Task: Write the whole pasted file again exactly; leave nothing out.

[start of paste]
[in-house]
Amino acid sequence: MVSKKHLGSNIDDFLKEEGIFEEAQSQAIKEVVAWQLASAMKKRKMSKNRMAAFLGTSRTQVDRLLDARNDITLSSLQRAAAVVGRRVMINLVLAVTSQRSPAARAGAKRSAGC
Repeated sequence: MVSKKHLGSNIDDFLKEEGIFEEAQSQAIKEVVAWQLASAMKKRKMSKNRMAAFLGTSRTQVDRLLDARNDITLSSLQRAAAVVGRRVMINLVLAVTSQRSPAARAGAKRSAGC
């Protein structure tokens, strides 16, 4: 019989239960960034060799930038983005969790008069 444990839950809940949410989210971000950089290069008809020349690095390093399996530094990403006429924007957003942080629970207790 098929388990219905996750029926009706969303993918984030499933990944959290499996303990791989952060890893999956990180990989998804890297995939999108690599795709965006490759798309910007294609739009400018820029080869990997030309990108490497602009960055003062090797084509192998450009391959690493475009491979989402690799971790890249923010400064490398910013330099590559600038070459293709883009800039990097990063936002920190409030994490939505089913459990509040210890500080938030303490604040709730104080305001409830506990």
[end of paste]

[in-house]
Amino acid sequence: MVSKKHLGSNIDDFLKEEGIFEEAQSQAIKEVVAWQLASAMKKRKMSKNRMAAFLGTSRTQVDRLLDARNDITLSSLQRAAAVVGRRVMINLVLAVTSQRSPAARAGAKRSAGC
Repeated sequence: MVSKKHLGSNIDDFLKEEGIFEEAQSQAIKEVVAWQLASAMKKRKMSKNRMAAFLGTSRTQVDRLLDARNDITLSSLQRAAAVVGRRVMINLVLAVTSQRSPAARAGAKRSAGC
């Protein structure tokens, strides 16, 4: 019989239960960034060799930038983005969790008069 444990839950809940949410989210971000950089290069008809020349690095390093399996530094990403006429924007957003942080629970207790 098929388990219905996750029926009706969303993918984030499933990944959290499996303990791989952060890893999956990180990989998804890297995939999108690599795709965006490759798309910007294609739009400018820029080869990997030309990108490497602009960055003062090797084509192998450009391959690493475009491979989402690799971790890249923010400064490398910013330099590559600038070459293709883009800039990097990063936002920190409030994490939505089913459990509040210890500080938030303490604040709730104080305001409830506990």